Sleep Apnea – Oral Device vs. CPAP – Luxe Dental Austin
Sleep apnea is a serious medical disorder in which your sleep is disrupted multiple times per night due to obstructed breathing. Obstructive sleep apnea (OSA) affects about 18 to 22 million American adults and it can happen when muscles in your airway relax, which then interferes with your ability to breathe. When the airway is obstructed, you might wake up suddenly gasping for air, choking or coughing.
Sleep Apnea Symptoms
Sleep apnea can be a debilitating condition. It can make you feel drowsy — even after you wake up from a seemingly full night’s sleep. But that’s not the only symptom.
Here are some other common symptoms of sleep apnea:
- Difficulty concentrating
- Mood disorder
- Memory problems
- High blood pressure
- Decreased sex drive
It might not be surprising that fatigue is a common symptom of a condition like OSA since sufferers experience long cycles of unrestful and disrupted sleep sessions. But if you’re wondering whether linking cardiac health and sleep apnea is an exaggeration, we can assure you it’s not.
The National Sleep Foundation warns that high blood pressure is a symptom of untreated sleep apnea. But that’s not all. The condition also increases your risk of developing congestive heart failure, cardiac arrhythmia and stroke.
Many sleep apnea patients actually stop breathing while dozing, anywhere from dozens of times to hundreds of times per night! The reason the condition can affect cardiac health is because prolonged periods of sleep deprivation is very stressful on the heart.
How do I know if I have sleep apnea?
Experts say that one of the biggest indicators of OSA is snoring. But if you’re asleep, how do you know if you snore? Good question! Usually a partner can tell us if we’re “sawing wood” at night. But there are other ways to know if there’s a better explanation for your daytime sleepiness, such as waking up during the night with a choking feeling, having a coughing fit or gasping for air. If this happens at least once a month, you might want to consider something else is at play.
Also, if you have multiple symptoms — like you feel irritable, have headaches, daytime exhaustion, and lack energy — that could mean you’re not sleeping well at night due to sleep apnea. These symptoms are especially troubling if you feel this way more than three or four times a month.
If you believe that you suffer from OSA, you should make an appointment to see your doctor. She might suggest you undergo a sleep test to determine whether you have sleep apnea and diagnose the severity of your condition.
Sleep Apnea Treatment
Fortunately, most people improve when they start treating their OSA. There are a few treatment options, from lifestyle changes to wearing a breathing apparatus or an oral device at night. Surgery can help treat more severe cases of OSA.
For mild cases of sleep apnea, you can try some lifestyle changes. People who are overweight are at increased risk for snoring and having breathing problems during their sleep. So losing weight can help a lot. Sleep experts also suggest regular exercise, quit smoking, don’t drink alcohol before bedtime, sleep on your side rather than your back, and avoid taking medications that make you feel drowsy.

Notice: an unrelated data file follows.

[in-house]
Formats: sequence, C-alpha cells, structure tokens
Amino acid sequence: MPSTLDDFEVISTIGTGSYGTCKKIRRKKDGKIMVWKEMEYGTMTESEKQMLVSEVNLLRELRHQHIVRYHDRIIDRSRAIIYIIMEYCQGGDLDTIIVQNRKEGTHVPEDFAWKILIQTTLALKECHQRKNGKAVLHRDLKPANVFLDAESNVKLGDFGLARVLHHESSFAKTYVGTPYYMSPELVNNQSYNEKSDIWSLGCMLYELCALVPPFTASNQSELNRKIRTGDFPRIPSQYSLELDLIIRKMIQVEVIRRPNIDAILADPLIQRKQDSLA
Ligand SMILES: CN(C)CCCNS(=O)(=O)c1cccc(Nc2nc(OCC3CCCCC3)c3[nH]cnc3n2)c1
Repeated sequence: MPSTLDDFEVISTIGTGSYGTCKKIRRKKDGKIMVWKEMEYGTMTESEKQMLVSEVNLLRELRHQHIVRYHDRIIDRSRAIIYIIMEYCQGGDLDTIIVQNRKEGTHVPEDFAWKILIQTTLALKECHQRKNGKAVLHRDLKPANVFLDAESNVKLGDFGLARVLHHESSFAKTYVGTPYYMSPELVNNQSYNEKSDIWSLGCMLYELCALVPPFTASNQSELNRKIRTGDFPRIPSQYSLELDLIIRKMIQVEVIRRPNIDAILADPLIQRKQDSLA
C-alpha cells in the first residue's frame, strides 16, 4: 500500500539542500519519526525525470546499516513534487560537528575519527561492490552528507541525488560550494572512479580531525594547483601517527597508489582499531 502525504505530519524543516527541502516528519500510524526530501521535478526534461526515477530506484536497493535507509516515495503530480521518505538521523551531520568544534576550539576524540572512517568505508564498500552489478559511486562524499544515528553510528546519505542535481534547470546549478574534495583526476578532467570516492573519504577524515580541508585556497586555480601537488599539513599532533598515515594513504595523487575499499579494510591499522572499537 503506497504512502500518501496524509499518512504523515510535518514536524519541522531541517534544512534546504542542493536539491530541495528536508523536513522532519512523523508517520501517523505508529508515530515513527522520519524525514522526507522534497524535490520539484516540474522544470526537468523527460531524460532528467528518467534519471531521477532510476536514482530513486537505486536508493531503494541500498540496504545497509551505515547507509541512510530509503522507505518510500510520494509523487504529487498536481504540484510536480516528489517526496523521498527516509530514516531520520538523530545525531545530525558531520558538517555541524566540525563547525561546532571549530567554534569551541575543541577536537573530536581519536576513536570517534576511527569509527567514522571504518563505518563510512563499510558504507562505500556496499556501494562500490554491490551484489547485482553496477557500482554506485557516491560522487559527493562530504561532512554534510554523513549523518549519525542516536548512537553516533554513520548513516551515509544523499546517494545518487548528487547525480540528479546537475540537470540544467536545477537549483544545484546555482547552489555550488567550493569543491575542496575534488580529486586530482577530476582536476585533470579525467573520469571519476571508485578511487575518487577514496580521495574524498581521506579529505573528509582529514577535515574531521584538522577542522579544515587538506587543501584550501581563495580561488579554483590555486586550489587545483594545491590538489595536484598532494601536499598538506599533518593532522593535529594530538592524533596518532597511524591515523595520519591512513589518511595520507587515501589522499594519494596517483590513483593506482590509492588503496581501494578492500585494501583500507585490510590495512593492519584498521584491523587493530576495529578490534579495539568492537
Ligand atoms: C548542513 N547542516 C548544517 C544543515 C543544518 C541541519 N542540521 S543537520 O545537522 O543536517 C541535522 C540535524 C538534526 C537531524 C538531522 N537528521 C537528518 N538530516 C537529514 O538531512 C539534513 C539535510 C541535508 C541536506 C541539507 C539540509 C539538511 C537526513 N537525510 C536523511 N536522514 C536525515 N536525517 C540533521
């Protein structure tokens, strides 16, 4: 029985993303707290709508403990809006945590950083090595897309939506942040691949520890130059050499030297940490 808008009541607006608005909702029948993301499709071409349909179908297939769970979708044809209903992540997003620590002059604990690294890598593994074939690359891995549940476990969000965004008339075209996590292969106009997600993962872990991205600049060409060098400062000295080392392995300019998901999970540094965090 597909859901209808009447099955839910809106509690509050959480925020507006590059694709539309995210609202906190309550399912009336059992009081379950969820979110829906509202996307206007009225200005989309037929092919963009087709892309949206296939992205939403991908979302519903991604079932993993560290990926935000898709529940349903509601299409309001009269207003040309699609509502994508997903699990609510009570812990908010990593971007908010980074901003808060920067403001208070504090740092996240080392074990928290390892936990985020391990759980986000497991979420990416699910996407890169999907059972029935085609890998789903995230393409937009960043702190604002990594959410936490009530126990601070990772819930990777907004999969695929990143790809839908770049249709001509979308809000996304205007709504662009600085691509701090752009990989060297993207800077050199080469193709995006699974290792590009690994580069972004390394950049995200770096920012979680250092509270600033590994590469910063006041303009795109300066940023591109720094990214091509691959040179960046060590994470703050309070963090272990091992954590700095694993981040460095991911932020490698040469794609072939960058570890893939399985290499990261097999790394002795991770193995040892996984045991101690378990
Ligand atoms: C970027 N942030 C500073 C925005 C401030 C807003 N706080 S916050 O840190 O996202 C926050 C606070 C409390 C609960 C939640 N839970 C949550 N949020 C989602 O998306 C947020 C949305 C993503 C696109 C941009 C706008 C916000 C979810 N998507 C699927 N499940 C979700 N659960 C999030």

After a few lifestyle changes, most experts suggest trying a CPAP or an oral appliance.
Continuous Positive Airway Pressure (CPAP)
You can wear a mask at night that delivers pressurized air through your nose or mouth. This device is called positive airway pressure (PAP) and is known to reduce respiratory events while you’re asleep. A CPAP, or continuous positive airway pressure device, forces air through your mouth. It’s the most popular breathing mask for treating sleep apnea.
An oral appliance, or Mandibular Repositioning Device (MRD), resembles an athletic mouthguard and helps reduce sleep apnea events by shifting the position of the tongue and lower jaw in the mouth more forward. The repositioning creates a larger opening in the upper airway. Dr. Michelle Hedgecock at Luxe Dental Austin is a trained sleep medicine professional and can fit you for a custom Mandibular Repositioning Device. Medical Insurance can often help with the cost of the device.
Compared to the loud, bulky CPAP breathing mask, most patients prefer using an oral device for sleep apnea treatment. According to AAST, an organization for sleep-care professionals, “oral appliances, fit by qualified dentists, are an alternative treatment for many patients who can’t use or don’t want to use CPAP therapy.”
Upper airway surgery is typically reserved for the most severe sleep apnea cases. The surgery works by creating a larger opening in the upper airway. However, with any surgery, there are risks, which is why doctors suggest trying one of the other non-invasive treatment options first — either an oral device or CPAP.
Does Treatment Work?
The good news is that most people do find a way to alleviate their sleep apnea symptoms. You just need to find a treatment that works for you. A lot of patients like to try using a CPAP breathing mask, though it’s definitely not a one-size-fits-all solution for OSA. A study published in 2012 found that just 50 percent of patients complied with that particular treatment. On the other hand, compliance with a mouthpiece is higher than the CPAP. A study published by the Journal of Clinical Sleep Medicine showed that after one year, more than 75 percent of patients were still using their oral appliance, and more than half were still using it after four years.
Interested in whether or not you may be affected by Sleep Apnea? Click on the button below to take our Sleep Survey.